Riding on RV Tour, Washington Post finds bipartisan support for Joe
“I would say if I were in his shoes, he’s done exactly what I would have done”
INDIANAPOLIS - Traveling with Joe for the second day of his “Hoosier Highways” RV tour last week, the Washington Post found Joe working with both parties as he traveled through east-central Indiana early in his re-election campaign. Joe continues to find commonsense ways to work with the President on trade, jobs and the opioids crisis, but isn't afraid to break with him on things like his Charlottesville response. His work crossing the state, listening to Hoosiers’ concerns and fighting for workers, will strengthen his path to victory over the next 15 months.
Here’s what the Post found as Joe started his campaign:
“At the highway project, Donnelly basked in the praise of the local mayor, who said that if the senator hadn’t made a phone call to the railroad, the project might still be entangled in red tape.
That’s the kind of prudent, results-oriented governing Donnelly ran on when he pulled off his unlikely 2012 victory, and it’s the image he hopes voters will have in mind when they cast their ballots next year. But he is frequently reminded that his reelection isn’t just going to be about roads and bridges."
“But political observers in Indiana say it would be a mistake to dismiss Donnelly’s victory. They credited a skillful campaign that positioned the Democrat as a bipartisan problem-solver — including TV spots where he literally stood in the middle of a road to play up his centrist outlook. Current public polling is scarce, but strategists cite past surveys and anecdotal evidence indicating Donnelly has built a genuine bipartisan following.
“Donnelly won by six points because of the rape comment, but he didn’t win because of the rape comment,” said Christine Matthews, who polled the 2012 race and has worked for numerous Republican candidates in Indiana.
Donnelly’s message is well-calibrated to a state that is 85 percent white and has seen a decline in low-skill manufacturing jobs, and where three-quarters of the population have no more than a high school degree. It involves a major focus on the effects of foreign trade, highlighting his work on the Armed Services and Agriculture committees, and a hefty dose of reverence for service members and veterans.”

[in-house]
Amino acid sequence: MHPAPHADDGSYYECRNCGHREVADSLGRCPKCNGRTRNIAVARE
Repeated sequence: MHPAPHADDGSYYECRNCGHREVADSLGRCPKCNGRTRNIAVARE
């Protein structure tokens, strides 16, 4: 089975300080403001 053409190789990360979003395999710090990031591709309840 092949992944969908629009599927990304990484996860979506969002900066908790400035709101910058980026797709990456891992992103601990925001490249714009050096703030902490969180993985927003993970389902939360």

“Greg Beumer, a Republican state lawmaker, attended the event and had little ill to say about Donnelly. Many Republicans were “scratching their heads,” he said, at why Messer and Rokita would risk safe seats to take on Donnelly, “who by and large has done a very good job of being that moderate voice in the Senate.”
Beumer wouldn’t say whether he would vote for the Democrat, but he said moderate Republican voters will be “up for grabs” next year. “I would say if I were in his shoes, he’s done exactly what I would have done,” Beumer said.”
“Donnelly has been most outspoken on economic issues, introducing an “End Outsourcing Act” and waging war against Carrier Corp.’s decision to move hundreds of jobs from an Indianapolis furnace factory to Mexico — a crusade that Trump later joined, culminating in a dramatic announcement in November that the then-president-elect had brokered a deal to keep most of the jobs intact.
Those bombastic promises did not completely pan out — Carrier more than 600 workers last month — but while other Democrats have lambasted Trump for a bait-and-switch, Donnelly doesn’t. “There’s more jobs that stayed after he got involved than there was before he got involved,” he said.”